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Billy Joel was on to something. As the singer-songwriter suggested in “Movin’ Out,” working too hard really can give you a “heart attack-ack-ack…” And, as a recent study has also shown, stroke may be an even bigger problem than heart attack in people who are overworked.
For the study, researchers from University College London compiled data on the relationship between working hours and heart attack risk in over 600,000 workers, as well as similar data on stroke risk in over 500,000 workers. They adjusted their data to compensate for individual workers’ differences due to health behaviors, such as smoking, alcohol consumption, and physical activity, and also adjusted for the presence of other cardiac risk factors, such as high blood pressure, diabetes, and high cholesterol. They found that those who worked more than 55 hours per week had a 13% greater risk of a heart attack, and were 33% more likely to suffer a stroke, compared with those who worked 35-40 hours per week.
The elevated risk of heart attack with longer work hours was only seen in workers with low socioeconomic status. The heart attack risk in high wage workers who worked long hours was similar to that of high wage workers who had normal work hours. Stroke risk was higher in all those who worked long hours, regardless of their socioeconomic status.
The reasons why overwork and cardiovascular risk are linked are not entirely clear. Hormonal factors, such as elevated levels of “stress” hormones like cortisol and epinephrine, may be involved. Overwork and work stress are also associated with many cardiac risk factors. Those who work long hours tend to have unhealthy lifestyles, with less exercise, worse diets, and higher consumption of alcohol and tobacco. Type 2 diabetes is more common in workers with low socioeconomic status who work long hours, but not workers with high socioeconomic status who work a similar amount of hours. Metabolic syndrome, a cluster of cardiovascular risk factors that include high blood pressure, high triglycerides, low levels of good cholesterol, high blood sugars, and “apple-shaped” abdominal obesity, is associated with stressful work.
Death from overwork in Asia
In most developed countries, overwork is not seen as a public health problem. However, death from overwork is common enough in Japan that there is a word for it: karōshi. Japanese corporate workers, or salarymen, have a tradition of lifelong job security. Unfortunately for them, the tradeoff is that they are expected to log long hours of unpaid overtime. Workaholism is so bad that Japan’s government has considered imposing a mandatory five-day annual vacation. In China, death from overwork, known there as guolaosi, is also said to be widespread. An epidemic of cigarette smoking is probably a major contributing factor; 63% of middle-aged men in East Asia are regular smokers.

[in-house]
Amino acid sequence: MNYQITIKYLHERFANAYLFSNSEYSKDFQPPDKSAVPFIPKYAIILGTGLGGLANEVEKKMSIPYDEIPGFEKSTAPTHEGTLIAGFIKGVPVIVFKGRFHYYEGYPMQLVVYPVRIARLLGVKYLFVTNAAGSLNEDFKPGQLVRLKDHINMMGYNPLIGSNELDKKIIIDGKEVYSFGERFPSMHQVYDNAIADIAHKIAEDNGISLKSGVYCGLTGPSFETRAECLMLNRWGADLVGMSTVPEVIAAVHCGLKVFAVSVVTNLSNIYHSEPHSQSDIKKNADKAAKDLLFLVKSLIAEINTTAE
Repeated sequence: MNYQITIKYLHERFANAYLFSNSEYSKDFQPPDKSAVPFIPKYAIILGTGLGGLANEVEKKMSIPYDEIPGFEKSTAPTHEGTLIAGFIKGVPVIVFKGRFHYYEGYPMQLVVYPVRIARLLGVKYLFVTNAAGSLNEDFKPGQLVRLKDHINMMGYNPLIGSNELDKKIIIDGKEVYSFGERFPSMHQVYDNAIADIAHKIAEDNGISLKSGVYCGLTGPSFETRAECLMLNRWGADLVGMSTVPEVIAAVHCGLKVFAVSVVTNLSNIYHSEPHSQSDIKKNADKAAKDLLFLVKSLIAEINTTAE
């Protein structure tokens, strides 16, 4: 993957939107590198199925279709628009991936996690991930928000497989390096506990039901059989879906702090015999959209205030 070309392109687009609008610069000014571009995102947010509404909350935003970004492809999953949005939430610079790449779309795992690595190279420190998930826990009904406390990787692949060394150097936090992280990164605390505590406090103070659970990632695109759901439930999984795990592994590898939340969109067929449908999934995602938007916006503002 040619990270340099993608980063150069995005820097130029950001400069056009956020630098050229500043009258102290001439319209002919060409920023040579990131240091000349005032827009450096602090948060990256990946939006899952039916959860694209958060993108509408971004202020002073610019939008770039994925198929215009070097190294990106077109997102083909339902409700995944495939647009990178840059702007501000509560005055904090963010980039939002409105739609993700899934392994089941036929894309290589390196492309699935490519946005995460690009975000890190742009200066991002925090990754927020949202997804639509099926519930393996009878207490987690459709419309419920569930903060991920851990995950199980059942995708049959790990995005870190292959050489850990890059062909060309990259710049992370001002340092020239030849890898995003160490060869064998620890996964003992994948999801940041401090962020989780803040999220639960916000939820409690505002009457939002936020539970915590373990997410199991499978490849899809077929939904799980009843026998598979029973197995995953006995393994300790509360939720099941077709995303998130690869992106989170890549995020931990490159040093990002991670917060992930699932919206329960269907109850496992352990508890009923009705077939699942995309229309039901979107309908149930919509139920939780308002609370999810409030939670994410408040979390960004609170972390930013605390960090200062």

How to stay healthy at work
A number of strategies can help you avoid workplace habits that are bad for your health:
- Eat mindfully and avoid “stress eating.”
- Avoid sugary drinks and salty snacks from vending machines; bring servings of nuts, fruits, and vegetables from home instead.
- Incorporate physical activity into your work flow: hustle up the stairs instead of taking the elevator, or walk over to a co-worker’s office for some face time instead of an email exchange.
- Prolonged sitting is associated with higher all-cause mortality; try to work standing up when possible.
- Joke around; humor is associated with better cardiovascular health and higher workplace productivity.
- Make sure that your major cardiac risk factors, such as blood pressure and levels of blood sugar and cholesterol, are under good control.
And if you’re the boss, remember that a low-stress, supportive workplace is not only good for employee health, it’s also good for business.
As a service to our readers, Harvard Health Publishing provides access to our library of archived content.
Please note the date of last review or update on all articles. No content on this site, regardless of date,
should ever be used as a substitute for direct medical advice from your doctor or other qualified clinician.
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